2. 5 out of 5

    Julie

    I had no idea who Aryn Kyle was before starting this read, but I've done a little homework since I've finished. I've learned that she won a National Magazine Award for Fiction in 2004 for The Atlantic Monthly, and that her winning short story, called Foaling Season went on to be the first chapter of The God of Animals, her debut novel. The first line of this novel reads, “Six months before Polly Cain drowned in the canal, my sister, Nona, ran off and married a cowboy” and thus begins a nearly per I had no idea who Aryn Kyle was before starting this read, but I've done a little homework since I've finished. I've learned that she won a National Magazine Award for Fiction in 2004 for The Atlantic Monthly, and that her winning short story, called Foaling Season went on to be the first chapter of The God of Animals, her debut novel. The first line of this novel reads, “Six months before Polly Cain drowned in the canal, my sister, Nona, ran off and married a cowboy” and thus begins a nearly perfect chapter. That nearly perfect chapter is followed by many other very solid chapters; it's an appealing narrative from start to finish. So much is good here. . . so many dips and turns into what makes us quirky, we humans. So many mature and thoughtful reflections, too, on what it means to be married and to be a part of a family. We are weird, people, so very weird, and it's amazing that this Aryn Kyle could have translated this weirdness into her prose so aptly in her mid-twenties! For example, Ms. Kyle has created a character here named Patty Jo, who is mixed up with a larger group of women at the barn (most of the story takes place on a horse ranch), and I found myself wanting to pause longer in her thoughts, pick her brain, maybe follow her home, just to watch her with her family. You see, Patty Jo has done was she was “supposed to do,” get a degree, marry a doctor, raise her children. . . yet, in a quiet moment in the barn, she tells the young protagonist that if she had her life to live over again. . . she'd instead get “a little apartment somewhere, with my own little things, where I could sit and read and whatever I wanted. I would just be me--by myself.” Then she quietly adds, “Marriage is the most expensive ticket to nowhere.” Ouch. Those of us crouched, mid-forties, just bit off another fingernail. So, there's a lot to think about here, a surprising number of things that make you go hmmmm. . . And, yes, okay, the writer published before the age of 30 and it's not perfect. The protagonist, Alice Winston, is a seventh grader who talks like a 48-year-old brothel owner (do those still exist?), and almost none of her big thinks make you'd think that she'd be old enough to have thunk 'em. Oh, and everyone, throughout the book, mouths what they want to say. For example, the attendees of the horse show mouth silently to one another Well, look at that and I'll be damned. Nope, nobody mouths those things. Maybe What? or Oh my God!, but not these other phrases. The story does lose its momentum at the end, and it feels like it degrades from adult fiction to young adult in its messy wrap-up. And, oh no, don't give me the. . . and, twenty years later, we all thought back on this time. . . when the entire rest of the novel was given to me in the present tense. Cheating! And yet. . . I kept turning the pages. I thought some big thoughts. I was also fascinated by the writer's use of the horses as characters and how she found a way to mirror human behavior in their own. There's something here, a great spark, to be sure, and I look forward to reading more of Ms. Kyle's more recent work.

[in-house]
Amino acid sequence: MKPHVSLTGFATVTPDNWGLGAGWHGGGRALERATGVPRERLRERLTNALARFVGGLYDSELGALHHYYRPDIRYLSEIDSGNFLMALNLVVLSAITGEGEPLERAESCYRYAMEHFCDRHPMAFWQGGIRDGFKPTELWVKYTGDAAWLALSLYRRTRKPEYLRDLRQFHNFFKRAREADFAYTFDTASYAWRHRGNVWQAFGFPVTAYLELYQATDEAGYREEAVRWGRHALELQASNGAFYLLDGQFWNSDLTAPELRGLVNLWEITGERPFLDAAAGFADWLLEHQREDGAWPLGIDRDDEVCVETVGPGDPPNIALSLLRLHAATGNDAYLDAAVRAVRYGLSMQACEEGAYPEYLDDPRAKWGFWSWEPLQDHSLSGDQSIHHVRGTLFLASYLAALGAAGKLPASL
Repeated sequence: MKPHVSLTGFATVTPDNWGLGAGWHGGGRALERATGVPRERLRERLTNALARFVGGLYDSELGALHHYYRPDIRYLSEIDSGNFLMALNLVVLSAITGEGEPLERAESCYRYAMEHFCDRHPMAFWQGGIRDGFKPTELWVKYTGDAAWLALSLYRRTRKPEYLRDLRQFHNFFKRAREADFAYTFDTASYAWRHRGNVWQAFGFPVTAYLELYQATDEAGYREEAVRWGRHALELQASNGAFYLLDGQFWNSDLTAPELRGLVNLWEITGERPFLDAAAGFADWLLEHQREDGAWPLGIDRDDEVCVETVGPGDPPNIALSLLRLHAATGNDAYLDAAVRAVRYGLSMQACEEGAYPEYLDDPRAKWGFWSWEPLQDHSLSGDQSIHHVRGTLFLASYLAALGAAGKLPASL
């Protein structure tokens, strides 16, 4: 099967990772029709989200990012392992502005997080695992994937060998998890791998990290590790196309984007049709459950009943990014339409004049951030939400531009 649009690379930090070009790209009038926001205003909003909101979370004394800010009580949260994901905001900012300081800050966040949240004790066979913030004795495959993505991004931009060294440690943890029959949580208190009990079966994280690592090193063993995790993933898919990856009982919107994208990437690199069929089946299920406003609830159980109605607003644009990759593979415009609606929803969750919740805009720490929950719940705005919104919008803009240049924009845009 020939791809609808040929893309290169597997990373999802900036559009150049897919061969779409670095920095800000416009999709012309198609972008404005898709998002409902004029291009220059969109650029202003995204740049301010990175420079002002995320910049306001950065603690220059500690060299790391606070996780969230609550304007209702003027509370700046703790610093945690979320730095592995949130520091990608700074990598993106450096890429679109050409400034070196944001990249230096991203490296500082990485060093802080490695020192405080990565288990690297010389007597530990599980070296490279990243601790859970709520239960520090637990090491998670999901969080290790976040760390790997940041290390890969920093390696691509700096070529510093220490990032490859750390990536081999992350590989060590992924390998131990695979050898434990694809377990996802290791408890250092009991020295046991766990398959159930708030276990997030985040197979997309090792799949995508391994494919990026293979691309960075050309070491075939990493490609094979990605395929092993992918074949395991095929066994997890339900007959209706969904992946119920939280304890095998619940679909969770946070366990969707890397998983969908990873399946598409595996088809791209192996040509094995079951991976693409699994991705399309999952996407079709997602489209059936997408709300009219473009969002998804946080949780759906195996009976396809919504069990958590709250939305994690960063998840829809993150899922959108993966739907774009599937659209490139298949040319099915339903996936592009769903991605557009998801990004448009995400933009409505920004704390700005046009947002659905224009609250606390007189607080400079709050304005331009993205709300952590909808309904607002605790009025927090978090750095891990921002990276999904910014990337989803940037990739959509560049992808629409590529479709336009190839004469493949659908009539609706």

3. 4 out of 5

    Alice

    This book surprised me. I'm not into horse books, and be warned: this is a horse book. However, it's also really good. Aryn Kyle is an amazing writer. I think she's younger than me too, so I'm pretty jealous. What I really appreciate about this book is how complex the characters are. The protagonist is not always kind or honest, but she is strong and brave without being too much of a plucky Heidi type. She feels sorry for herself, which I think the heroines of young adult books have an annoying This book surprised me. I'm not into horse books, and be warned: this is a horse book. However, it's also really good. Aryn Kyle is an amazing writer. I think she's younger than me too, so I'm pretty jealous. What I really appreciate about this book is how complex the characters are. The protagonist is not always kind or honest, but she is strong and brave without being too much of a plucky Heidi type. She feels sorry for herself, which I think the heroines of young adult books have an annoying habit of not doing (though this is less a young adult book than a novel for adults with a twelve year old protagonist). She should feel sorry for herself; her life is not easy. I'm always a sucker for characters with the same name as me, so I was ready to forgive Alice a lot, but I think there is more to it than that. She is believable and engaging. My interest in her story made the profusion of horse details that normally would have bored me genuinely interesting. The other characters are equally nuanced. Every single one of them does terrible or at least off-putting things: Alice's father and grandfather commit brutal acts of violence, her mother rarely gets out of bed, her sister runs off with a cowboy leaving the already struggling family business desperate. Yet I found myself admiring each of these people as often as I was disgusted by them. There are numerous other equally conflicted and subtly drawn portraits in The God of Animals; even the awful rich women and hopelessly naive rich girl turn out to be genuine human beings, much to Alice's surprise. My biggest problem was with Alice's relationship with Mr. Delmar. He too is a complex character, neither good nor evil, but I could never understand his motivation. At first I sort of thought he was a child molester, but he isn't. Yet he flirts with Alice and talks to her on the phone for hours. Why? I just didn't understand. I understand her motivation; she's testing the boundaries of her life in tons of ways, but really what was he getting out of it?